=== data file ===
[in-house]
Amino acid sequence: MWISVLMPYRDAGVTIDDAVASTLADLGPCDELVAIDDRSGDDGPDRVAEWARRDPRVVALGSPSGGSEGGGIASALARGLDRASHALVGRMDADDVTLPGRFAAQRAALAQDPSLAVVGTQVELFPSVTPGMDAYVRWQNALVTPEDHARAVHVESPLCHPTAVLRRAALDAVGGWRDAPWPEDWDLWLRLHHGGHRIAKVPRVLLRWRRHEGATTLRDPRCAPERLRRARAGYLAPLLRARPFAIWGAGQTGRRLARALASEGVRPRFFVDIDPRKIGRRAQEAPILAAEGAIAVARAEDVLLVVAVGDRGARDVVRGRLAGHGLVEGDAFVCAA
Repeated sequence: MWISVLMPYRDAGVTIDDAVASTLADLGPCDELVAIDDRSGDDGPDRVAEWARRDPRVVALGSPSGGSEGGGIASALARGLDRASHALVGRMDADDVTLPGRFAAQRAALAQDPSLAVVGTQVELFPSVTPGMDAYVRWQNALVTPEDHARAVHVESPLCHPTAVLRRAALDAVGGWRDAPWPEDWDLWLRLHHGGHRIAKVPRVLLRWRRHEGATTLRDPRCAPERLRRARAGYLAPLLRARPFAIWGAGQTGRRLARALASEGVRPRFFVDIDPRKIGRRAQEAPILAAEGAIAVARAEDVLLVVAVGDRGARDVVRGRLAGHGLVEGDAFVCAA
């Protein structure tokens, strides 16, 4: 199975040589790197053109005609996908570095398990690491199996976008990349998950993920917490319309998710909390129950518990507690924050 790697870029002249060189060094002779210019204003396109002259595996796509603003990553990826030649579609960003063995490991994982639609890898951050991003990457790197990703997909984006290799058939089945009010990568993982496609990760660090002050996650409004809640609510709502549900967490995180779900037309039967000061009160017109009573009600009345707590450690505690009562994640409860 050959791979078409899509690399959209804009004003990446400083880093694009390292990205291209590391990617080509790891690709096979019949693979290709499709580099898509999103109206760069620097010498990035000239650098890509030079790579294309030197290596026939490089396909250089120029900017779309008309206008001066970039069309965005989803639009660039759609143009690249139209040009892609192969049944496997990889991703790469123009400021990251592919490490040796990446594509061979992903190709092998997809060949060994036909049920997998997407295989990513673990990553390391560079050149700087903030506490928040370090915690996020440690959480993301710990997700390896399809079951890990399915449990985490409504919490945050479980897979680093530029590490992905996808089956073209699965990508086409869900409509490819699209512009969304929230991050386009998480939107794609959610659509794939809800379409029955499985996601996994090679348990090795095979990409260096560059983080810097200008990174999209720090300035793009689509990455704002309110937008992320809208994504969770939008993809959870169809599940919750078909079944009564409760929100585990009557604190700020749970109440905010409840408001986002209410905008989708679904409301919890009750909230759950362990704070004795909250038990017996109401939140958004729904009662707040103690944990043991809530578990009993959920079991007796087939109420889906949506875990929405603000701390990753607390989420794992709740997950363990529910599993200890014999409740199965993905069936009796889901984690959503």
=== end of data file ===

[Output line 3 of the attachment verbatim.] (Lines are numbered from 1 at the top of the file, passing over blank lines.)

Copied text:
Repeated sequence: MWISVLMPYRDAGVTIDDAVASTLADLGPCDELVAIDDRSGDDGPDRVAEWARRDPRVVALGSPSGGSEGGGIASALARGLDRASHALVGRMDADDVTLPGRFAAQRAALAQDPSLAVVGTQVELFPSVTPGMDAYVRWQNALVTPEDHARAVHVESPLCHPTAVLRRAALDAVGGWRDAPWPEDWDLWLRLHHGGHRIAKVPRVLLRWRRHEGATTLRDPRCAPERLRRARAGYLAPLLRARPFAIWGAGQTGRRLARALASEGVRPRFFVDIDPRKIGRRAQEAPILAAEGAIAVARAEDVLLVVAVGDRGARDVVRGRLAGHGLVEGDAFVCAA